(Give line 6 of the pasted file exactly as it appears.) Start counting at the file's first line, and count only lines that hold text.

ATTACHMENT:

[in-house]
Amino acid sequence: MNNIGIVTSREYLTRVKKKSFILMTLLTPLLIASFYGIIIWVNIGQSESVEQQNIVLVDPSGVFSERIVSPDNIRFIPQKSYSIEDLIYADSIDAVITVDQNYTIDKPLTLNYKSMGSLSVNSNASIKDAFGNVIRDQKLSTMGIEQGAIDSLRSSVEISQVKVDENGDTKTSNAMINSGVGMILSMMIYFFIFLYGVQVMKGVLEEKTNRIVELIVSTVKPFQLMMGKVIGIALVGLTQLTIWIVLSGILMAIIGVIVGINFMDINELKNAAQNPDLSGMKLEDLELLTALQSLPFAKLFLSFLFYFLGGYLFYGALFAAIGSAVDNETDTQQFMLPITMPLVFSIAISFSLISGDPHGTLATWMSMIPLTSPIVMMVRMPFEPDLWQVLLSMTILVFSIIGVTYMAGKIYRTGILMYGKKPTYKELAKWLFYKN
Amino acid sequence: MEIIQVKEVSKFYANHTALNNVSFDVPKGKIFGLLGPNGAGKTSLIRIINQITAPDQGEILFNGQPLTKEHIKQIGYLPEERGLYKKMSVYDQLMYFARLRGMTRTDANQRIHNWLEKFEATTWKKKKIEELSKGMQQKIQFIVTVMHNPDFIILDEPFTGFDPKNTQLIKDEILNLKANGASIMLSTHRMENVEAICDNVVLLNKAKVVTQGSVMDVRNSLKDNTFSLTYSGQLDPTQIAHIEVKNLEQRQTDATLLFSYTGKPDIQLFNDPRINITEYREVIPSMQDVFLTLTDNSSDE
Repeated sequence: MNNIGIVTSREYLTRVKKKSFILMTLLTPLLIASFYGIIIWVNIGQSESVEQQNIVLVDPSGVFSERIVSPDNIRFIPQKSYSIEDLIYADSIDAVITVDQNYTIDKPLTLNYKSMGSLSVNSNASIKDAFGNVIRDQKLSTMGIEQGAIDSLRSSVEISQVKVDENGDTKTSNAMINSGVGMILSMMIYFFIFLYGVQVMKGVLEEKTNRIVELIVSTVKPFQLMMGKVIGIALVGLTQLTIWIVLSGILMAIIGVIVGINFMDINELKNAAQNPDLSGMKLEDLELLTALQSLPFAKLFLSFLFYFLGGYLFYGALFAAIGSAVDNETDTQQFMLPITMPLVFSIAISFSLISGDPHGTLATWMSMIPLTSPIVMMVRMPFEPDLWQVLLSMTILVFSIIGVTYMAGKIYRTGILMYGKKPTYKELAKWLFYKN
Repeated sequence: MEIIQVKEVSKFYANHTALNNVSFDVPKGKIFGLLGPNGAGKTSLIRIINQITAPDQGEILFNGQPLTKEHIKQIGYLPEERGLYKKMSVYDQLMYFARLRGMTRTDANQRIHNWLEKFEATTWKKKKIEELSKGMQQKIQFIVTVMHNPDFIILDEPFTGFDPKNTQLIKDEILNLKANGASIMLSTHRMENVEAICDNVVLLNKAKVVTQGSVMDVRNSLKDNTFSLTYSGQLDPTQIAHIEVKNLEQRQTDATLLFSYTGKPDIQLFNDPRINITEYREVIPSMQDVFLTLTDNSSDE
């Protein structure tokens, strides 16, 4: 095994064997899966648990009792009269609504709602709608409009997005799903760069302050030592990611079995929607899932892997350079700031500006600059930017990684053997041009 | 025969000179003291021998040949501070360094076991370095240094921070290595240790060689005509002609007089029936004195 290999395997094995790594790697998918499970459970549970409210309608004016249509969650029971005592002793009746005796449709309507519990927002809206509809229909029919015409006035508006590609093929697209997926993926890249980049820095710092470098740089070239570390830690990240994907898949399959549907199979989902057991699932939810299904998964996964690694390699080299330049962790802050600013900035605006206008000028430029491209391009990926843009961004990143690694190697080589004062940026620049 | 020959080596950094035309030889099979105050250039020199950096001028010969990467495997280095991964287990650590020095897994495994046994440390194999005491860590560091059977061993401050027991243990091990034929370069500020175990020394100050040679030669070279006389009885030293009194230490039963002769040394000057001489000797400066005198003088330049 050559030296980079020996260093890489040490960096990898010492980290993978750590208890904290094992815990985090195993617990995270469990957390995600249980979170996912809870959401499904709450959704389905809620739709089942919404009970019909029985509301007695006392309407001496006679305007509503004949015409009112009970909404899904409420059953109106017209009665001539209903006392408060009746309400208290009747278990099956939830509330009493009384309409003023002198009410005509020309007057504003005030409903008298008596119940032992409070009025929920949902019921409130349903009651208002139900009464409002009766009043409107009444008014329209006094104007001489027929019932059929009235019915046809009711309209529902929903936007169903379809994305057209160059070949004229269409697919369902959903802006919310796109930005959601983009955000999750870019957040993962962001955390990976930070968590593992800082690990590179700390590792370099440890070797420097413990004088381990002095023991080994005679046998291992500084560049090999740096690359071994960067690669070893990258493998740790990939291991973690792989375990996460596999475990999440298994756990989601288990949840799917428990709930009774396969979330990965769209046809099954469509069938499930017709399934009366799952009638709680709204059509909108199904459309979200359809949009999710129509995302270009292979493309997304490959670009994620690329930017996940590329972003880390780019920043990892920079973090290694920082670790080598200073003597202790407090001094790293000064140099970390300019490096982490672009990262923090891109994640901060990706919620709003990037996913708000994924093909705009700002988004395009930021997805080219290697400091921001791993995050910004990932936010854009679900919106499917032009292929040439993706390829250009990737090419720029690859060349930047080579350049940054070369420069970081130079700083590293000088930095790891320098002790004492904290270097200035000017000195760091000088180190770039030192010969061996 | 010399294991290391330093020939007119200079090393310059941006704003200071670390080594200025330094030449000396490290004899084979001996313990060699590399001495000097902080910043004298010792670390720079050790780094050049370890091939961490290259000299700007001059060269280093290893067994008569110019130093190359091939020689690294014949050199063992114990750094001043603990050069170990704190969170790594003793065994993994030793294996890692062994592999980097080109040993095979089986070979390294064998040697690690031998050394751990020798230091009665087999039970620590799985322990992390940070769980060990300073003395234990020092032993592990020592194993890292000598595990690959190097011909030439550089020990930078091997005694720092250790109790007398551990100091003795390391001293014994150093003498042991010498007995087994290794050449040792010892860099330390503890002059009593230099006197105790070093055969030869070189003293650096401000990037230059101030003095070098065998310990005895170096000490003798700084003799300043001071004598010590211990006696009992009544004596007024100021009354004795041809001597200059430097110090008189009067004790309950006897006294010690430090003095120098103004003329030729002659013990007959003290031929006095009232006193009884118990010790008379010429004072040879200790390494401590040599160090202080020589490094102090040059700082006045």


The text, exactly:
């Protein structure tokens, strides 16, 4: 095994064997899966648990009792009269609504709602709608409009997005799903760069302050030592990611079995929607899932892997350079700031500006600059930017990684053997041009 | 025969000179003291021998040949501070360094076991370095240094921070290595240790060689005509002609007089029936004195 290999395997094995790594790697998918499970459970549970409210309608004016249509969650029971005592002793009746005796449709309507519990927002809206509809229909029919015409006035508006590609093929697209997926993926890249980049820095710092470098740089070239570390830690990240994907898949399959549907199979989902057991699932939810299904998964996964690694390699080299330049962790802050600013900035605006206008000028430029491209391009990926843009961004990143690694190697080589004062940026620049 | 020959080596950094035309030889099979105050250039020199950096001028010969990467495997280095991964287990650590020095897994495994046994440390194999005491860590560091059977061993401050027991243990091990034929370069500020175990020394100050040679030669070279006389009885030293009194230490039963002769040394000057001489000797400066005198003088330049 050559030296980079020996260093890489040490960096990898010492980290993978750590208890904290094992815990985090195993617990995270469990957390995600249980979170996912809870959401499904709450959704389905809620739709089942919404009970019909029985509301007695006392309407001496006679305007509503004949015409009112009970909404899904409420059953109106017209009665001539209903006392408060009746309400208290009747278990099956939830509330009493009384309409003023002198009410005509020309007057504003005030409903008298008596119940032992409070009025929920949902019921409130349903009651208002139900009464409002009766009043409107009444008014329209006094104007001489027929019932059929009235019915046809009711309209529902929903936007169903379809994305057209160059070949004229269409697919369902959903802006919310796109930005959601983009955000999750870019957040993962962001955390990976930070968590593992800082690990590179700390590792370099440890070797420097413990004088381990002095023991080994005679046998291992500084560049090999740096690359071994960067690669070893990258493998740790990939291991973690792989375990996460596999475990999440298994756990989601288990949840799917428990709930009774396969979330990965769209046809099954469509069938499930017709399934009366799952009638709680709204059509909108199904459309979200359809949009999710129509995302270009292979493309997304490959670009994620690329930017996940590329972003880390780019920043990892920079973090290694920082670790080598200073003597202790407090001094790293000064140099970390300019490096982490672009990262923090891109994640901060990706919620709003990037996913708000994924093909705009700002988004395009930021997805080219290697400091921001791993995050910004990932936010854009679900919106499917032009292929040439993706390829250009990737090419720029690859060349930047080579350049940054070369420069970081130079700083590293000088930095790891320098002790004492904290270097200035000017000195760091000088180190770039030192010969061996 | 010399294991290391330093020939007119200079090393310059941006704003200071670390080594200025330094030449000396490290004899084979001996313990060699590399001495000097902080910043004298010792670390720079050790780094050049370890091939961490290259000299700007001059060269280093290893067994008569110019130093190359091939020689690294014949050199063992114990750094001043603990050069170990704190969170790594003793065994993994030793294996890692062994592999980097080109040993095979089986070979390294064998040697690690031998050394751990020798230091009665087999039970620590799985322990992390940070769980060990300073003395234990020092032993592990020592194993890292000598595990690959190097011909030439550089020990930078091997005694720092250790109790007398551990100091003795390391001293014994150093003498042991010498007995087994290794050449040792010892860099330390503890002059009593230099006197105790070093055969030869070189003293650096401000990037230059101030003095070098065998310990005895170096000490003798700084003799300043001071004598010590211990006696009992009544004596007024100021009354004795041809001597200059430097110090008189009067004790309950006897006294010690430090003095120098103004003329030729002659013990007959003290031929006095009232006193009884118990010790008379010429004072040879200790390494401590040599160090202080020589490094102090040059700082006045």